Demographic survey questions determine the general characteristics of your participants.
These questions can be used to segment your respondents into different market profiles. Here are the best collection of demographic questions for you.
Top 8 Demographic Questions
Household incomeIn addition to household composition (marital status, whether they have any kids, and so on), household income might be an important thing to ask your survey takers. It may tell you whether they’re able to afford your product or service or not. Plus, asking about household income may be considered a bit less invasive than asking about an individual’s income.
Marital statusWhy should marital status matter in terms of market research? For example, we all know that most mothers put the needs of their children first, as opposed to single women, whose priorities are most likely to circulate around their own selves. This shows that marital status can significantly affect the way respondents answer your survey questions.
Location (Geographical data)Perhaps you would like to know where your customers live or what their nationality is?In international business, you may just want to ask about the country, while if you’re doing business locally, you may want to ask for a city or a ZIP code, as well. As there are numerous possible answers to choose from, location demographic questions are most often given in a drop-down menu answer format.– Survey Demographic Questions
EmploymentEmployment questions can address a wide range of topics, such as industry, organization type and size, job title, years of experience, and income.Asking about someone’s yearly income is another sensitive issue and many people consider such questions as too invasive. That’s why you should avoid directly asking such questions unless it’s absolutely essential to your survey. If you really need to know how much they earn but want to avoid asking directly, you can find out their location and job title, and then find out what’s the average salary.– Survey Demographic Questions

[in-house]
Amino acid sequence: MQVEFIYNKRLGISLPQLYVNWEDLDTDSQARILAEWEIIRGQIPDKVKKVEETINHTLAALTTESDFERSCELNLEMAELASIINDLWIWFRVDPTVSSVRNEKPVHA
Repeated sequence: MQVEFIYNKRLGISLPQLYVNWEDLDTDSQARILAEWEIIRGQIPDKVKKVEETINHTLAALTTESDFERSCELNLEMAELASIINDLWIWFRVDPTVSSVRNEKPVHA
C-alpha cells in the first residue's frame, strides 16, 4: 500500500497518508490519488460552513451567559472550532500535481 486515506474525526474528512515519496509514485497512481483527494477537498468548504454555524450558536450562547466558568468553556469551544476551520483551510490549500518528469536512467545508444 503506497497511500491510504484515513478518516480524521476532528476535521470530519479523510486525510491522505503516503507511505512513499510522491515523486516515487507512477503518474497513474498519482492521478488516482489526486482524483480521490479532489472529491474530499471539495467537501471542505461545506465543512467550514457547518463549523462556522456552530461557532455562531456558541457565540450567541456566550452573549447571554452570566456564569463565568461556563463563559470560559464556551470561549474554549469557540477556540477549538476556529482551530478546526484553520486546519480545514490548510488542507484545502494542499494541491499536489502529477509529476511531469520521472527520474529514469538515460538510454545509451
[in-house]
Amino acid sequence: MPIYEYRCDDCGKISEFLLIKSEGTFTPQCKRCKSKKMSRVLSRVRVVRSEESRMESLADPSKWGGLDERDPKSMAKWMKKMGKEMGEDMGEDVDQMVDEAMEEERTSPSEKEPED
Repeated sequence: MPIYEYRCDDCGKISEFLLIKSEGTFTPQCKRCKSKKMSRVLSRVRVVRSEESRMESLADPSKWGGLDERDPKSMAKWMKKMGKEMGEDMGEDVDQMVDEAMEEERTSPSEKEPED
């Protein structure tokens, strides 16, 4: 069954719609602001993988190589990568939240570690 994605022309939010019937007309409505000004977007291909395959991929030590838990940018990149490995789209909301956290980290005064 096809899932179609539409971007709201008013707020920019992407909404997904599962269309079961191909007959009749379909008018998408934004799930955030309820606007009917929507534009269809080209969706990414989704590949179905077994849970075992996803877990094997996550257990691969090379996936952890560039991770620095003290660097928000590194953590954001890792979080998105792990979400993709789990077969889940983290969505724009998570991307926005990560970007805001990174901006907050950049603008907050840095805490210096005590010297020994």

EducationAre most of your customers PhD holders or high school dropouts? Depending on the type of product or service you offer, this can make a significant difference. It can also be your leverage, as segmenting your customers according to their level of education can uncover unique trends that would enable you to target the right audience.– Survey Demographic Questions
Ethnicity (Race)An even more sensitive (and politically-charged) subject than gender, ethnicity may be a topic to avoid if possible. Nevertheless, depending on the occasion, asking about race may be necessary. In such a case, it’s probably best to create a checkbox type of questions, which will allow respondents to check multiple answers. This is especially important if we take into account the fact that many countries are melting pots of different races and cultures.As with all sensitive demographic questions, it’s important to give respondents the possibility not to answer (perhaps by adding a “prefer not to answer” to the answer options).– Survey Demographic Questions